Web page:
Europe's nature changing rapidly due to climate change

News Published 30 Apr 2008 Last modified 17 Jul 2017
3 min read
Europe's biodiversity is already responding to climate change. 'Many species are already on the move, expanding northwards as temperatures rise,' says Prof. Jacqueline McGlade, Executive Director of the EEA on the occasion of the celebration of the International Day for Biological Diversity and the theme of 'biodiversity and climate change'.

Many species are already on the move, expanding northwards as temperatures rise

Jacqueline McGlade, Executive Director of the EEA

'We can already see startling changes in growing seasons. Many species are already on the move, expanding northwards as temperatures rise,' says Jacqueline McGlade, Executive Director of the EEA.

The impact of climate change on biodiversity varies extensively from region to region. The most sensitive natural ecosystems in Europe are found in mountain regions, coastal zones (the Baltic wetlands, in particular), the Arctic and in various parts of the Mediterranean. Many species and ecosystems in these regions are likely to have difficulty in adapting to climate change.

'Europe's landscape is already experiencing massive change at our hands as we build on and develop our land resources at a rapid rate. Between 1990 and 2000, more than 800 000 hectares, of Europe's land was built on. That is an area three times the size of Luxembourg. Combine this development with the impacts of climate change and it’s not difficult to imagine the pressure that our future environment will be under,' Professor McGlade said.

The EU has proposed to limit global warming to no more than 2 °C above the pre-industrial level, since there is strong scientific evidence that a temperature rise beyond this threshold would greatly increase the damage to natural systems not to mention human society. Substantial global greenhouse gas emission reductions are needed to achieve this target. However, even with a global temperature increase limited to 2 °C adaptation will still be required in many affected sectors.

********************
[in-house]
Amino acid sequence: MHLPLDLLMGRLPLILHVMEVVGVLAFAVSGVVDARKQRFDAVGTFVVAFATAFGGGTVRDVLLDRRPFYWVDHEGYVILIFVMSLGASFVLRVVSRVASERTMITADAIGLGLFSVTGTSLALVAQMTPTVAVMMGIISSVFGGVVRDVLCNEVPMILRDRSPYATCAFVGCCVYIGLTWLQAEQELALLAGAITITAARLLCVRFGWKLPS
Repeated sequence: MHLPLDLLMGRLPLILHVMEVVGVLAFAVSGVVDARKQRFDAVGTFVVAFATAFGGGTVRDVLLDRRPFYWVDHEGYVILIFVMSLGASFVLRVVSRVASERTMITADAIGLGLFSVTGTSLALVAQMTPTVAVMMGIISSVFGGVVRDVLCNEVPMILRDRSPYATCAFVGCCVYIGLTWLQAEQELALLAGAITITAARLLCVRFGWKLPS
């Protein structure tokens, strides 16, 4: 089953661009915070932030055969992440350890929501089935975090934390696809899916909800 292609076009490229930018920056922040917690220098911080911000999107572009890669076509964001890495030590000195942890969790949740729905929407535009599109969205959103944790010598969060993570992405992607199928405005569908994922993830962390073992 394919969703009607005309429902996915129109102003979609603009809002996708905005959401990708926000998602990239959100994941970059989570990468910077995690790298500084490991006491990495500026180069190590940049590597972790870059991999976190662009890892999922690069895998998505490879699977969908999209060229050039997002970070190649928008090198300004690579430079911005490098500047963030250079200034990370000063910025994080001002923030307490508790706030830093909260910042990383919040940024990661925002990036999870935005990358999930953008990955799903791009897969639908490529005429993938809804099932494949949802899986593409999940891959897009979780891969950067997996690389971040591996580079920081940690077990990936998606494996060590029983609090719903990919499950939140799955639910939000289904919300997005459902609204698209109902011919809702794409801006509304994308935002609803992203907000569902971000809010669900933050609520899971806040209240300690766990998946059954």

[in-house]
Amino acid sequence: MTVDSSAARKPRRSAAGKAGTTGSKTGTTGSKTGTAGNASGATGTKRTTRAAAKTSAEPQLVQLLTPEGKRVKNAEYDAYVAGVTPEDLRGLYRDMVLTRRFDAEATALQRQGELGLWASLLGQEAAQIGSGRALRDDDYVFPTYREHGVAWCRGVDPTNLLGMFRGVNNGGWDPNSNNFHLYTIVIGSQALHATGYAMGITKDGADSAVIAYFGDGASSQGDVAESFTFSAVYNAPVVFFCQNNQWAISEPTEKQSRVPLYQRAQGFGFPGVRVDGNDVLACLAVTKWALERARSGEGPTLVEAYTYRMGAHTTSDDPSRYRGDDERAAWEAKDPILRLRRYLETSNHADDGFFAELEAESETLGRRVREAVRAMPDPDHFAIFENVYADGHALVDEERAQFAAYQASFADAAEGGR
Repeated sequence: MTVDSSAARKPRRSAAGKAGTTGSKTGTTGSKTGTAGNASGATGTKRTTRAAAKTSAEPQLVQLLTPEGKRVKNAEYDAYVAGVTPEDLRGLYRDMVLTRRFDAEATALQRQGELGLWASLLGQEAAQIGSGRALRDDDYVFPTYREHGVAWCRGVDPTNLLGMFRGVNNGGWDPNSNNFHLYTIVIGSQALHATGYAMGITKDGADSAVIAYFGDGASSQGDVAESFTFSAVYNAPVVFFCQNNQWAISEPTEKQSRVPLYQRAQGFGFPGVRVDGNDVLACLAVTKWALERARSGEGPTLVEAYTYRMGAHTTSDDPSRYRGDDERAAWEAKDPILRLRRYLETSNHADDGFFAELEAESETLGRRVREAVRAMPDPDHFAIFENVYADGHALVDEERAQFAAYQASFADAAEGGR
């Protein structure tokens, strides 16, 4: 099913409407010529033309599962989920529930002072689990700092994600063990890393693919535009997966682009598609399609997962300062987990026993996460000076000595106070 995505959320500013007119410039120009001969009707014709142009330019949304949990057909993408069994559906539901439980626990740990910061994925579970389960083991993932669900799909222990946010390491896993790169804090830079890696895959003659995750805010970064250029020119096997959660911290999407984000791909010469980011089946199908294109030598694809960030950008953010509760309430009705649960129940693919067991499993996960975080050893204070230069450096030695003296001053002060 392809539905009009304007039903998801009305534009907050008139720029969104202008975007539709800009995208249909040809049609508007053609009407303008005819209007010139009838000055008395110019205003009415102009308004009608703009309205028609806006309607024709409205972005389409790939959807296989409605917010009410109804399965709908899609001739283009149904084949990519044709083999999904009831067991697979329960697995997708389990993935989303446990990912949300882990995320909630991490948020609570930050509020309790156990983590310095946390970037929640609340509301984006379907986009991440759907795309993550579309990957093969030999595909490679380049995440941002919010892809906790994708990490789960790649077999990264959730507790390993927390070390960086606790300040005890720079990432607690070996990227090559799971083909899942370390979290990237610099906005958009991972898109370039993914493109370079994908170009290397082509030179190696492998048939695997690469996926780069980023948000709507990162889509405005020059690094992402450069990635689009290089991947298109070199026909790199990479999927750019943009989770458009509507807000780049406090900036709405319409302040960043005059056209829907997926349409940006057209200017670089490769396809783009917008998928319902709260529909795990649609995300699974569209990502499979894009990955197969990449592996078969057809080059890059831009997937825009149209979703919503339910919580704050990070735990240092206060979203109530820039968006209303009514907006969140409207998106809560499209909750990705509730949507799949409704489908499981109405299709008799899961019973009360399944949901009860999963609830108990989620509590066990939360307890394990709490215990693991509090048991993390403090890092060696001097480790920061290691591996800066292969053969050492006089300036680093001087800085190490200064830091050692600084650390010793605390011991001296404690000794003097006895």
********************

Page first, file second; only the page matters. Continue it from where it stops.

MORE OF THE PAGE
Climate change is very likely to alter conditions of suitability for many species in current conservation areas. This poses a major challenge for conservation, because current conservation policy is underpinned by the idea of static species ranges.

The ability of countries to meet the requirements of EU Directives and other international conventions is likely to be compromised by climate change, and a more dynamic strategy for conservation is needed for sustaining biodiversity (IPCC 2007). This has important consequences for the successful implementation of the Natura 2000 network which covers over 18 % of the EU-25's terrestrial area.

Towards boosting nature's adaptation capacity, the recent Commission's Biodiversity Communication calls for the strengthening of the coherence, connectivity and resilience of the EU's network of protected areas. Specific measures to help the most at-risk habitats and species to adapt are also called for. Furthermore, the Commission is planning to publish a Green Paper on adaptation to climate change in Europe covering all sectors that are affected by climate change in June 2007.

Information and links

International Day for Biological Diversity is an annual Convention on Biological Diversity (CBD) event, and is organised in conjunction with United Nations Environment Programme (UNEP). Information about the event itself and this year’s theme of climate change and biodiversity is available on the CBD’s homepage.

The website of the Intergovernmental Panel on Climate Change (IPCC) contains further information about the Fourth Assessment Report.

The 2006 EEA Report 'Progress towards halting the loss of biodiversity by 2010' summarises our knowledge about biodiversity in Europe and explains the policy framework including the Natura 2000 network of protected areas.

Policy Area 3 of the 2006 Communication on Biodiversity addresses biodiversity and climate change. Full information about the Communication is available on DG Environment's 'Nature and Biodiversity' website.

Information on EU policies to address climate change is available on DG Environment's website.

International research projects within the EU which cover biodiversity and climate change include the following:

This research is facilitated and further developed by networks of excellence such as ALTER-Net ( and, research coordination (e.g. CIRCLE) , and meta-analysis (e.g. MACIS). A number of important national activities are also ongoing.

Further information about EU-funded research within the biodiversity theme is available on the website of DG Research, and a catalogue of 6th Framework Programme projects on climate change is also available.


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